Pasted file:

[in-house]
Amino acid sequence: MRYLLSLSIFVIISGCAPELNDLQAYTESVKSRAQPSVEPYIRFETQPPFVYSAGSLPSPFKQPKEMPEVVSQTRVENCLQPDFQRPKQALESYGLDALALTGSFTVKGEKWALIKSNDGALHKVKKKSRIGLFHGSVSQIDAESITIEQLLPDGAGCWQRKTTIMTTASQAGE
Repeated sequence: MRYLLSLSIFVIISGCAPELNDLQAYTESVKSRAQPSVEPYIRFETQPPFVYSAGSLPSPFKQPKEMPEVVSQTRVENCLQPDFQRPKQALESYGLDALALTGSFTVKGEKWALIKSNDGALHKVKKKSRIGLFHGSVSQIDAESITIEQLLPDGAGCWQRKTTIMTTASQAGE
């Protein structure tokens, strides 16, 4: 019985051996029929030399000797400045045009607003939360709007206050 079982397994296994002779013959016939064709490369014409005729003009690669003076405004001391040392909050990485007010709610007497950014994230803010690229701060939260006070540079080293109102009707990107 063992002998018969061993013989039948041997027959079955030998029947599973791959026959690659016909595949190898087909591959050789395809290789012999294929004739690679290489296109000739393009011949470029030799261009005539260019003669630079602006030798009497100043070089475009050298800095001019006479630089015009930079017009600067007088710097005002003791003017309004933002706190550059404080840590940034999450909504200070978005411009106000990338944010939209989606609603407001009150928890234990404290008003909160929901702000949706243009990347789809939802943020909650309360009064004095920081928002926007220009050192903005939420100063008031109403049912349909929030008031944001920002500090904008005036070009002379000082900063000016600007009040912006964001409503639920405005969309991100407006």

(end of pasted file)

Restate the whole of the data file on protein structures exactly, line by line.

[in-house]
Amino acid sequence: MRYLLSLSIFVIISGCAPELNDLQAYTESVKSRAQPSVEPYIRFETQPPFVYSAGSLPSPFKQPKEMPEVVSQTRVENCLQPDFQRPKQALESYGLDALALTGSFTVKGEKWALIKSNDGALHKVKKKSRIGLFHGSVSQIDAESITIEQLLPDGAGCWQRKTTIMTTASQAGE
Repeated sequence: MRYLLSLSIFVIISGCAPELNDLQAYTESVKSRAQPSVEPYIRFETQPPFVYSAGSLPSPFKQPKEMPEVVSQTRVENCLQPDFQRPKQALESYGLDALALTGSFTVKGEKWALIKSNDGALHKVKKKSRIGLFHGSVSQIDAESITIEQLLPDGAGCWQRKTTIMTTASQAGE
């Protein structure tokens, strides 16, 4: 019985051996029929030399000797400045045009607003939360709007206050 079982397994296994002779013959016939064709490369014409005729003009690669003076405004001391040392909050990485007010709610007497950014994230803010690229701060939260006070540079080293109102009707990107 063992002998018969061993013989039948041997027959079955030998029947599973791959026959690659016909595949190898087909591959050789395809290789012999294929004739690679290489296109000739393009011949470029030799261009005539260019003669630079602006030798009497100043070089475009050298800095001019006479630089015009930079017009600067007088710097005002003791003017309004933002706190550059404080840590940034999450909504200070978005411009106000990338944010939209989606609603407001009150928890234990404290008003909160929901702000949706243009990347789809939802943020909650309360009064004095920081928002926007220009050192903005939420100063008031109403049912349909929030008031944001920002500090904008005036070009002379000082900063000016600007009040912006964001409503639920405005969309991100407006």